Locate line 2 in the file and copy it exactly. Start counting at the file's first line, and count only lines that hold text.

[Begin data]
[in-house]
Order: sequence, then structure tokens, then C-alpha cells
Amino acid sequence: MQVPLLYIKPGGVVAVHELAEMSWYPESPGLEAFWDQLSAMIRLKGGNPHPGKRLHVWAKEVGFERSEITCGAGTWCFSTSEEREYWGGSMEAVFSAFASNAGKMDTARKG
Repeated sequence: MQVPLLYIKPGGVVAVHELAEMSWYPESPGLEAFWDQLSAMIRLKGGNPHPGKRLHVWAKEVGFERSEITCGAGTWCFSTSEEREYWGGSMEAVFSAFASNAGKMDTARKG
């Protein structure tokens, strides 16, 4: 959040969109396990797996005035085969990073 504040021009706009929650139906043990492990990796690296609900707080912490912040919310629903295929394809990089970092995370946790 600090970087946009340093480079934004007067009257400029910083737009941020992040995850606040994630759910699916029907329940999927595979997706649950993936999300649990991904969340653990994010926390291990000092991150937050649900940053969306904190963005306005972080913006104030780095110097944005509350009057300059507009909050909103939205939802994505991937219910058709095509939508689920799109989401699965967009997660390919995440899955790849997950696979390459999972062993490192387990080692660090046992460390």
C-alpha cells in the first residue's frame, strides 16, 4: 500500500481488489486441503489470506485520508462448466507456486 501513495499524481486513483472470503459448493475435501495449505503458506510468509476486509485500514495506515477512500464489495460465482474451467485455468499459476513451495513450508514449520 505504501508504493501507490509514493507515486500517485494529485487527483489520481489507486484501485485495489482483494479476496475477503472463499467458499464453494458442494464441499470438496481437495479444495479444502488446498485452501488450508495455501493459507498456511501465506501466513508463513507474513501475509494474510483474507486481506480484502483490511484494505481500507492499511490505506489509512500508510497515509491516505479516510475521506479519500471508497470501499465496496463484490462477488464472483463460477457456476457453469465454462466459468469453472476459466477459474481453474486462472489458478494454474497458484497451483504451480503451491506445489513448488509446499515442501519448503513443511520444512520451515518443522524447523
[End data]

Order: sequence, then structure tokens, then C-alpha cells